Good post, Karl. I liked Nietzsche when I started reading him because he initially comes off as quite pessimistic. But instead of accepting the horrors of the world, Nietzsche simply becomes the Ubermensch and flies off to fight crime with Wonder Woman.

    The really frightening thing I think is that some people would actually accept your offer. They would really restart things over again. Thankfully no such button will (well, hopefully) ever be made.

    1. "As far as I see it, if eternal recurrence is true, you (a have lived this life infinity times already, so no more suffering in total is being added on since infinity + any number = infinity."

      This is a common mathematical misconception, and it is an error.

      See cardinalties of the continuum of differing infinite sets.

  4. When I was young, I used to find the idea of a repeating universe more appealing than one of total, irreversible end. I never thought about whether it happened INFINITELY or just so many times.

    About human rebirth, though, I found the idea appealing, but definitely not of that happening infinitely many times. In Hinduism, they believe in either seven births, or births until we're nice enough to achieve salvation. I beileved mostly in the former, though.

    This "nice enough to achieve salvation" is another idea where Indian philosophical thought goes so very close to admitting The Truth.

    EVEN SO, while I found the Repeating Universe an appealing idea, I don't think I would have myself pushed a button to do that ... I considered myself too small to make a decision that big ... a decision for the whole universe, for other people ...

    If only adult unelightened morons had that tiny trace of humility!

  5. I hope to discuss my reaction to this terrifying thought, say two or three posts later, in my blog ... Sigh! I never seem to actually go ahead and post there! I'd just like to mention here that according to statistical mechanics, repeating universe is a likely possibility. http://en.wikipedia.org/wiki/Poincar%C3%A9_recurrence_theorem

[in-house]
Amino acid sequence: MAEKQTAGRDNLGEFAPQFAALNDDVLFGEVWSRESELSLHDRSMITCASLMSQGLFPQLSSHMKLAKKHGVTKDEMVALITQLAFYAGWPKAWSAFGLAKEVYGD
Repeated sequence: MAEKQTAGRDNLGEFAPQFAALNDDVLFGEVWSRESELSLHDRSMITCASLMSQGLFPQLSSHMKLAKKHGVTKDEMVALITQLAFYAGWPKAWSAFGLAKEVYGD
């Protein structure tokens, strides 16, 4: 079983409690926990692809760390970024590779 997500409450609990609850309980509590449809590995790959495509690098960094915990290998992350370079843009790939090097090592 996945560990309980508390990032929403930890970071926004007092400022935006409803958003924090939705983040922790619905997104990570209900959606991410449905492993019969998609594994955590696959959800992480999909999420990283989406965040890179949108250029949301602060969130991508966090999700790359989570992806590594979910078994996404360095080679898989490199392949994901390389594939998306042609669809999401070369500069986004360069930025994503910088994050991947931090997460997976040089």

6. Anonymous, yes, eternal recurrence is surely a version of hell. As for scientific research, check Srikant's link in his second comment.

    Shadow, cheers, man. Yeah, people are desperate for hope and I guess for some Nietzsche provides a certain brand of fairy dust. And suicide, yes, what a tribute to life that 12 million people have voluntarily bailed out already this century!

    Estnihil, thanks for the comment. Loved the line about Nietzsche fighting crime with Wonder Woman:-)

    Srikant, nice line about the unelightened morons. So goddamn many of them! And hope you get posting soon.

  7. So if the recurrence is true, is there an Eath in the infinite vista of space/time where every spin of a roulette wheel is 5, every throw of dice is 12, every coin toss is tails, and every first born child is a girl? The laws of probality do not rule these out.

  8. Anonymous, I guess there is, if the other conditions hold, although in the greater scheme of it all, it doesn't really matter that much. What sends a kind of shiver up my spine is the possibility that there are worlds out there WORSE than this one. There's a dark thought to brood on....

  9. I am stating the obvious but as attractive as the Recurrence Theorem may seem as a natural philosophical foundation for the Eternal Return I fear it fails in that regard as it is merely pertinent to closed systems and is derived from classical assumptions. The Universe and all that rot is certainly far from behaving like a gas of the Boltzmannian flavour within a tank. Even the 'quantisized' version of it is restricted to closed system, methinks.
    Oh damn, why did I not study physics properly back in then?

    Anyway, Karl, thanks for that last thoughtful paragraph about "why don't you just kill yourself then."
    I told a friend about antinatalism and his first or second reaction was just spouting out that very sentence. To my reply that AN's motivation is to diminish pain and hence one ought (try) not to inflict that kind of tragedy upon one's relatives he retorted "oh yea, as if constant bitching about life sucking so much isn't painful for them." Oh well...

    1. "oh yea, as if constant bitching about life sucking so much isn't painful for them."

      It is.

      And I do this a lot because it's on my mind.

      So when people say "suicide is selfish because it hurts those left behind," they use the optimism bias to contrast the pain of suicide with some idealized situation where I'm basically happy.

      But I'm not. I'm miserable, and have lost almost everything, and am losing more.

      Is it sunshine and roses for them to watch the complete, utter collapse of my life, extended and drawn out?

      I don't think so.

      (But they don't think about this; nonetheless, I do, and I'm aware they would if they were around the coming years to experience it.)

      So, yes, my suicide would/will cause them pain. But so would my continued unsuccessful life!

      Or at least it would cause them pain if my happiness was their main concern. Which it isn't, for most of them (a few especially enlightened ones it is). Their main concern is my life, and how my living or not impacts them. And my rejection of life is seen as a threat to them, hence their emotional reactions.